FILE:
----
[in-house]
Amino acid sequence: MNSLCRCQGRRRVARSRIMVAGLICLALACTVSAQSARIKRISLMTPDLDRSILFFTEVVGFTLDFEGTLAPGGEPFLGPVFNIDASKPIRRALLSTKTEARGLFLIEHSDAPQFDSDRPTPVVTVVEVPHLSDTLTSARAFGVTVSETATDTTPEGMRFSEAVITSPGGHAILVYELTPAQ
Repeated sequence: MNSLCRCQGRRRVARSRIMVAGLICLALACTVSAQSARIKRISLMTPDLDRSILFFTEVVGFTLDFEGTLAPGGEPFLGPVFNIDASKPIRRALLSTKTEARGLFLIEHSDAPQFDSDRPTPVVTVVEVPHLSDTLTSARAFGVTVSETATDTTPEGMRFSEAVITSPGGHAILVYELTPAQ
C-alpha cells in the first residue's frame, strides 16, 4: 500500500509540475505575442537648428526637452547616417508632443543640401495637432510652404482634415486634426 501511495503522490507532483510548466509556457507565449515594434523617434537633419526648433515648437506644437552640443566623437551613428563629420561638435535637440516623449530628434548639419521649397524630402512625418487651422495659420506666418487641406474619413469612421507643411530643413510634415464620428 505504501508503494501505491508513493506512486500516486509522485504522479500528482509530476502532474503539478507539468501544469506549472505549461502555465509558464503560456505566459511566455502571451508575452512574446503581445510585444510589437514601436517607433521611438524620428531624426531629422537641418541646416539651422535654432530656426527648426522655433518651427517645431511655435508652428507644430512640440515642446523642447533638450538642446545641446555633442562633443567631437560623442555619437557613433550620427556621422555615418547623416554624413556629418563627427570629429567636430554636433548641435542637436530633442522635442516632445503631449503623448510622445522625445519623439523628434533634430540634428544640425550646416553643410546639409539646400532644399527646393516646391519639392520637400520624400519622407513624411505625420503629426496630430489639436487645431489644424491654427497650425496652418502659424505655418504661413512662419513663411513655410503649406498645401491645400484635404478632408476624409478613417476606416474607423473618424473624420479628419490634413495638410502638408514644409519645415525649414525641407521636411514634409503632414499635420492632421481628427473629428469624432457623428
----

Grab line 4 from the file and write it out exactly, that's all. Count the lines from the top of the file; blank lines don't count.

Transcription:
C-alpha cells in the first residue's frame, strides 16, 4: 500500500509540475505575442537648428526637452547616417508632443543640401495637432510652404482634415486634426 501511495503522490507532483510548466509556457507565449515594434523617434537633419526648433515648437506644437552640443566623437551613428563629420561638435535637440516623449530628434548639419521649397524630402512625418487651422495659420506666418487641406474619413469612421507643411530643413510634415464620428 505504501508503494501505491508513493506512486500516486509522485504522479500528482509530476502532474503539478507539468501544469506549472505549461502555465509558464503560456505566459511566455502571451508575452512574446503581445510585444510589437514601436517607433521611438524620428531624426531629422537641418541646416539651422535654432530656426527648426522655433518651427517645431511655435508652428507644430512640440515642446523642447533638450538642446545641446555633442562633443567631437560623442555619437557613433550620427556621422555615418547623416554624413556629418563627427570629429567636430554636433548641435542637436530633442522635442516632445503631449503623448510622445522625445519623439523628434533634430540634428544640425550646416553643410546639409539646400532644399527646393516646391519639392520637400520624400519622407513624411505625420503629426496630430489639436487645431489644424491654427497650425496652418502659424505655418504661413512662419513663411513655410503649406498645401491645400484635404478632408476624409478613417476606416474607423473618424473624420479628419490634413495638410502638408514644409519645415525649414525641407521636411514634409503632414499635420492632421481628427473629428469624432457623428